A dramatic video that went viral this week shows a "fire tornado" whirling above a Colorado prairie. The swirling flames occurred during a controlled burn that "posed no threat to firefighters," according to a government spokesperson.
Cindy Souders of the U.S. Fish and Wildlife Service told National Geographic that the fire tornado resulted from a planned controlled burn on March 14, 2013, at Rocky Mountain Arsenal National Wildlife Refuge in Denver, Colorado. The Fish and Wildlife Service, working with the Forest Service and several regional fire departments, burned 150 acres that day.
"Weather conditions were within prescribed limits, and there were light and variable winds," says Souders. "At 3:30 there was an unpredicted wind shift to the north, which pushed the fire south to a small corner."
The combination of the heat from the fire and changing winds then resulted in a "fire whirl," says Souders. The phenomenon is also called a fire devil or fire tornado.
Fire tornadoes are most closely related to dust devils, and are distinct from the larger, more powerful tornadoes that develop from the large circulation patterns that can form in supercell thunderstorms. Dust devils form when hot air near the surface rises quickly through a cooler pocket of low-pressure air. As the air rises, it stretches vertically, which drives rotation.
Other hot air rushes in to the bottom of the vortex, and then rises up, intensifying the spinning. In the case of a fire whirl, the fire is what heats the air along the ground in the first place.
The dramatic fire whirl in Colorado was caught on video and posted on YouTube by Thomas Rogers, a firefighter EMT with South Metro Fire and Rescue Station 39.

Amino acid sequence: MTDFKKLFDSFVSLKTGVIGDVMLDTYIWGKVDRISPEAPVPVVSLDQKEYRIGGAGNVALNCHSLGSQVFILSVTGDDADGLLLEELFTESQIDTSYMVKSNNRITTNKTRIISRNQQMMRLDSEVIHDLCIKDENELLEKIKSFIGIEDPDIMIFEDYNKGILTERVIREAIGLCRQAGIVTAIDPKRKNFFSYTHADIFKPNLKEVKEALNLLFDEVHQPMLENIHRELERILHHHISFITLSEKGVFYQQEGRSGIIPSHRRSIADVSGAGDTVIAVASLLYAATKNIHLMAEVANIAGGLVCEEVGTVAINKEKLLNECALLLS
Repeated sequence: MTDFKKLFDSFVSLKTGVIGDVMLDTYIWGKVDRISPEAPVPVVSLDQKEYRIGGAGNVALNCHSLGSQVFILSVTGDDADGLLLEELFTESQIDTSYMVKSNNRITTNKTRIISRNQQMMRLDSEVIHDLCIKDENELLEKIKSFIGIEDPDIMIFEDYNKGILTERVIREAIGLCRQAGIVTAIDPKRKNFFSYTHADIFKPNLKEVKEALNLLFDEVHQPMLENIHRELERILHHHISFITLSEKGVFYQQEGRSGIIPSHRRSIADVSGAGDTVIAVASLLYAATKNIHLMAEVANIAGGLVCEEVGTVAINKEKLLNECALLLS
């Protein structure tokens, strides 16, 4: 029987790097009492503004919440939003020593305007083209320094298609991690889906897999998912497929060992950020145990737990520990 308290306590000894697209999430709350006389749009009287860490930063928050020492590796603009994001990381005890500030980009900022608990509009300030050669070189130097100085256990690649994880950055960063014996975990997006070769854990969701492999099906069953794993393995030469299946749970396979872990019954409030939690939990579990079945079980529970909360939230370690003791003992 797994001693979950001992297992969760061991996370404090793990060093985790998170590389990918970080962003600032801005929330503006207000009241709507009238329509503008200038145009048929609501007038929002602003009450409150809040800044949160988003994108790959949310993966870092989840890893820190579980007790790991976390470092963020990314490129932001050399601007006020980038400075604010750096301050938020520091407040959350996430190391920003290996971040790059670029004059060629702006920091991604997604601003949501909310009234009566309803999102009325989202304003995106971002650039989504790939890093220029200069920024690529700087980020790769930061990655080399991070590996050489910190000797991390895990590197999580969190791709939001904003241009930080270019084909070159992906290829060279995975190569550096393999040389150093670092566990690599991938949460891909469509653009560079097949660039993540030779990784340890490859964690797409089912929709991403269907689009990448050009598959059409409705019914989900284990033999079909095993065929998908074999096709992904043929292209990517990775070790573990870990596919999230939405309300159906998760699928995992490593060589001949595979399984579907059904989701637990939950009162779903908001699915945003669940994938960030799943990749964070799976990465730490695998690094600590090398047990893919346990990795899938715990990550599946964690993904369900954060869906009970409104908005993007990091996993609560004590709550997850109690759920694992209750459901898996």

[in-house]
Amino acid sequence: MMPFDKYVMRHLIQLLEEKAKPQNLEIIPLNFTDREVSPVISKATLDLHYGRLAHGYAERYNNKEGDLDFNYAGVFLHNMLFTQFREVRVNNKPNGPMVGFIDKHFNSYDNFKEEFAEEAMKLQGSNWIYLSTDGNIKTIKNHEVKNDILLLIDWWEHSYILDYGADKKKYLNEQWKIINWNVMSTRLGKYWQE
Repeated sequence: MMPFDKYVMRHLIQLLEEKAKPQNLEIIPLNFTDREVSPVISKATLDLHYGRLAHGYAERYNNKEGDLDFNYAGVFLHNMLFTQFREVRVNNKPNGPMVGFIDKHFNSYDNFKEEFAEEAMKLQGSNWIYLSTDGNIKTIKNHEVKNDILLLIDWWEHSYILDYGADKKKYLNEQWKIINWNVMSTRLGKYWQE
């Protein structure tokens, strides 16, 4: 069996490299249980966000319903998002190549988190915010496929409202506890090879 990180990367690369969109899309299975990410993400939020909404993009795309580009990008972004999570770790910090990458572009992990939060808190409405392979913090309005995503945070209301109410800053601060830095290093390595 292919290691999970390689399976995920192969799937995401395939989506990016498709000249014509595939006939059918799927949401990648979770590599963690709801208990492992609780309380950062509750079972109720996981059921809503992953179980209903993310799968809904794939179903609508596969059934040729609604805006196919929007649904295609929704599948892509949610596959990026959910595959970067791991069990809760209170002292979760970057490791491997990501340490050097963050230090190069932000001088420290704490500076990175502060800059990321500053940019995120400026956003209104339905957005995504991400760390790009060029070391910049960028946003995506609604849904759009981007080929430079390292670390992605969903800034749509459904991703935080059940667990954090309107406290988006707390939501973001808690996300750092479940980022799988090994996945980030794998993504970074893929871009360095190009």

The big clumps of vegetation seen swirling in the video are tumbleweeds, otherwise known as Russian thistle, an invasive species that, says Souders, has been plaguing the refuge. The purpose of the controlled burn was to beat back the thistle and to stimulate growth of native grasses, like switchgrass and Indian prairie grass, says Souders.
"The history of the prairie was to burn regularly, and it stimulates new growth," she says. In the recent past, people have suppressed fire in many places, but now many wildlife managers conduct controlled burns to maintain healthy prairies.
Burns on the 22-square-mile (57-square-kilometer) refuge help the land support 330 species of wildlife, including 70 head of bison, nesting bald eagles, and many grassland birds like larks.
On March 19, the agencies conducted another controlled burn on about 670 acres, but no fire tornadoes appeared, says Souders.
"We get whirlwind patterns here regularly," Souders says of the refuge, which often experiences shifting winds.
"On some days you can watch tumbleweeds rolling across the refuge."
The fire tornado in the video lasted about 10 minutes, she says, and covered an area of about 1.6 acres, a little larger than a football field.
"We had six [fire] engines on-site at that time and it was a contained event, so it was never a threat to anyone or the firefighters," says Souders. "It was a brief flare-up."